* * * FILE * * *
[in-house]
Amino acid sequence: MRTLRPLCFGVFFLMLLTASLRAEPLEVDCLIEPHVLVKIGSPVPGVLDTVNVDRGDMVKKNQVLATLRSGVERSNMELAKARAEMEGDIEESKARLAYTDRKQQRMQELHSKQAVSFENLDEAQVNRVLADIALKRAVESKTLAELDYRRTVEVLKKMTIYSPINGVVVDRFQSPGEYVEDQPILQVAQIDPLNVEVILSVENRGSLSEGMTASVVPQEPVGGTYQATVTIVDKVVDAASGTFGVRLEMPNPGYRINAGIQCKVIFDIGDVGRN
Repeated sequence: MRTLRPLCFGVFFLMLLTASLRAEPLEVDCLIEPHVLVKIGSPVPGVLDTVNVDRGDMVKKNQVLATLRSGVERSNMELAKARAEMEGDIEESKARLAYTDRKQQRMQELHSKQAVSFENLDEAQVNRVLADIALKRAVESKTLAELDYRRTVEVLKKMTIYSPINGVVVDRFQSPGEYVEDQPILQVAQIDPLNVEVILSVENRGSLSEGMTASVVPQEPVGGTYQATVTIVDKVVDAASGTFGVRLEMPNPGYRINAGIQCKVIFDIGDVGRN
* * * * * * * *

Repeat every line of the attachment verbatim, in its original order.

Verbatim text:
[in-house]
Amino acid sequence: MRTLRPLCFGVFFLMLLTASLRAEPLEVDCLIEPHVLVKIGSPVPGVLDTVNVDRGDMVKKNQVLATLRSGVERSNMELAKARAEMEGDIEESKARLAYTDRKQQRMQELHSKQAVSFENLDEAQVNRVLADIALKRAVESKTLAELDYRRTVEVLKKMTIYSPINGVVVDRFQSPGEYVEDQPILQVAQIDPLNVEVILSVENRGSLSEGMTASVVPQEPVGGTYQATVTIVDKVVDAASGTFGVRLEMPNPGYRINAGIQCKVIFDIGDVGRN
Repeated sequence: MRTLRPLCFGVFFLMLLTASLRAEPLEVDCLIEPHVLVKIGSPVPGVLDTVNVDRGDMVKKNQVLATLRSGVERSNMELAKARAEMEGDIEESKARLAYTDRKQQRMQELHSKQAVSFENLDEAQVNRVLADIALKRAVESKTLAELDYRRTVEVLKKMTIYSPINGVVVDRFQSPGEYVEDQPILQVAQIDPLNVEVILSVENRGSLSEGMTASVVPQEPVGGTYQATVTIVDKVVDAASGTFGVRLEMPNPGYRINAGIQCKVIFDIGDVGRN